Earlier this month, the same week Amazon became the most valuable publicly traded company — seemingly more evidence of the e-commerce giant’s retail dominance — another Washington-based business got behind the camera to trumpet the benefits of shopping small with people intimately tied to their community who are experts in their field and provide friendly, personal service.
In an interview for “Small Business Revolution,” a Hulu television program sponsored by Deluxe, David Boulton, AAF, PFCI, his wife, Stacy, and mother, Annalee, shared the history of their family’s business, Flowers by George (which celebrates its 50th anniversary this year), their love for their hometown (Arlington, a small city just north of Seattle) and the joy of helping people express their emotions through flowers.
Unbeknownst to the family, producers of the show have spent the past several months researching prospective communities to spotlight in the forthcoming fourth season. Starting with 100 small towns, they whittled the contenders down to 50, then 20 and then 10.
“At that point, they started visiting the finalists, canvassing the towns for a day or two and interviewing small business owners,” said David Boulton. The flower shop was among a handful of about 40 businesses in Arlington selected for filming. “They wanted a variety,” Boulton said. “We were chosen to represent the well-established local institution.”
Show hosts Ty Pennington and Amanda Brinkman spent about two hours at Flowers by George, named for George Boulton, a longtime Society of American Florists volunteer leader, who passed away last year.
“I showed them a picture of me as a three-year-old standing in the shop the day my dad bought it and talked about growing up in the business,” said Boulton, who used his anecdote as a springboard to discuss how the floral industry consists of many multi-generational businesses, be they growers, wholesalers or retailers. “I explained how we’re really all about people and relationships,” he said. “For me, that’s always been the draw of this industry.”
Boulton, a former SAF board member and a current trustee for the American Floral Endowment, didn’t have substantial lead time to prepare for the interview, but said he relied heavily on past training from SAF Vice President of Marketing Jennifer Sparks.
“All credit goes to Jenni,” he said. “I’ve listened to several of her PR boot camp webinars and convention programs. Her suggested talking points gave me confidence when I was in front of the camera.”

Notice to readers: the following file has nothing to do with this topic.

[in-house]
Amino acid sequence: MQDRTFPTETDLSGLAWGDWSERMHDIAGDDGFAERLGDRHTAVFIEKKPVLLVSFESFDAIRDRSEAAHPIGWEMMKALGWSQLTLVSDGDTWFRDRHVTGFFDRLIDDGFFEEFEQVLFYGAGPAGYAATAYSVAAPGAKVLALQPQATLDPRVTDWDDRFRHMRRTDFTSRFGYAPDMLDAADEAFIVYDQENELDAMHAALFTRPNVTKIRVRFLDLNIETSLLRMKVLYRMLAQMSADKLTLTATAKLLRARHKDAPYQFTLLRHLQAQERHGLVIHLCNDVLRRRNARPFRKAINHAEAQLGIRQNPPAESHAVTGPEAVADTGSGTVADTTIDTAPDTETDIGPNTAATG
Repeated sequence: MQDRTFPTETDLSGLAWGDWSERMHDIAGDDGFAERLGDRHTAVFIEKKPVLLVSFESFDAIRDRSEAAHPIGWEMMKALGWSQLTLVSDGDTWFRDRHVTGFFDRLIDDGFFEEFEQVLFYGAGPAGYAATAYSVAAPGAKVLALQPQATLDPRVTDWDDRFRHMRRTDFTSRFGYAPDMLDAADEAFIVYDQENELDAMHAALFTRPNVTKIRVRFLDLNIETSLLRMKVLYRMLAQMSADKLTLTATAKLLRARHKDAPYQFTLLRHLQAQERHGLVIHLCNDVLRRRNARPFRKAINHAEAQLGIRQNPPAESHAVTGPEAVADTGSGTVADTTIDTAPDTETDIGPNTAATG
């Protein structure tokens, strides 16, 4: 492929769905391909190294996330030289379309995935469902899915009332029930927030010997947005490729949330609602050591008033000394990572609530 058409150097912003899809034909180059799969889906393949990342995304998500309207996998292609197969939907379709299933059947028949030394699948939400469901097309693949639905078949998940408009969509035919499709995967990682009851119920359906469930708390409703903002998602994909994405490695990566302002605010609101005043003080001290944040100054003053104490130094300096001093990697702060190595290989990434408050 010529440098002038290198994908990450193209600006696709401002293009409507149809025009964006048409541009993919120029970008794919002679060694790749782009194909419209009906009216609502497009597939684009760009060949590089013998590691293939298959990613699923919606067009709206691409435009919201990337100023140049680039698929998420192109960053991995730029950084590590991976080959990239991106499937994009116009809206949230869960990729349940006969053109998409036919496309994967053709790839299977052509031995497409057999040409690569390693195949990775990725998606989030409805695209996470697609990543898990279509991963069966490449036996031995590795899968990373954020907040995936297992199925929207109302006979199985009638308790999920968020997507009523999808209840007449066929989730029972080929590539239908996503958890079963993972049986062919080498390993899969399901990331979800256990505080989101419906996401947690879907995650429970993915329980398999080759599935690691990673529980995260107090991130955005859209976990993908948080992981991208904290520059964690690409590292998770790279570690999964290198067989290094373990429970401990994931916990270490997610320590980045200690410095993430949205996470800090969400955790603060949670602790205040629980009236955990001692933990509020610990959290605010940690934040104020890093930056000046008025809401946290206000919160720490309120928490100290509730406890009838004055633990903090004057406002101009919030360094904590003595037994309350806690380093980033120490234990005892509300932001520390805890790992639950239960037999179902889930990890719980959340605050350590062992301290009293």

He quickly returned to Sparks’ guidance the following week, when a team from “Evening Magazine,” a Seattle-based program that airs on NBC immediately after the nightly news broadcast, visited the shop to cover Arlington’s place in the Small Business Revolution competition.
“This has really been a lot of fun,” said Boulton. “Right now, we’re in a holding pattern, but we’ll right the publicity wave as long as we can!”
Once the crew finishes filming in its top 10 small towns, producers will once again narrow down the field to a final five. “At that point, it becomes like all those reality talent shows,” Boulton said. “America will vote for their favorite small town.”
The winning town — and six of its small businesses — will receive $500,000 from Deluxe, a 104-year-old company that prints checks and offers custom marketing services for small businesses. The Hulu series will document how those businesses invest the prize money to enhance their brands. Season 1 featured Wabash, Indiana, in the heart of the Midwest. Season 2 featured historic East Coast river town, Bristol Borough, Pennsylvania. Season 3 featured Alton, Illinois, just outside of St. Louis.
“I think Arlington has a really good chance. This is a special community with a very powerful story,” Boulton said, referencing the Oso mudslide in March 2014, which occurred mere miles from Flowers by George and killed 43 people.
“People really rallied together to comfort one another in the wake of that tragedy,” he said. “Those 43 funerals spanned about eight weeks to avoid scheduling conflicts, because every person in town wanted to be at every service to show their respect for the life lost and their love and support for the surviving family.”
Katie Hendrick Vincent is the senior contributing editor for the Society of American Florists.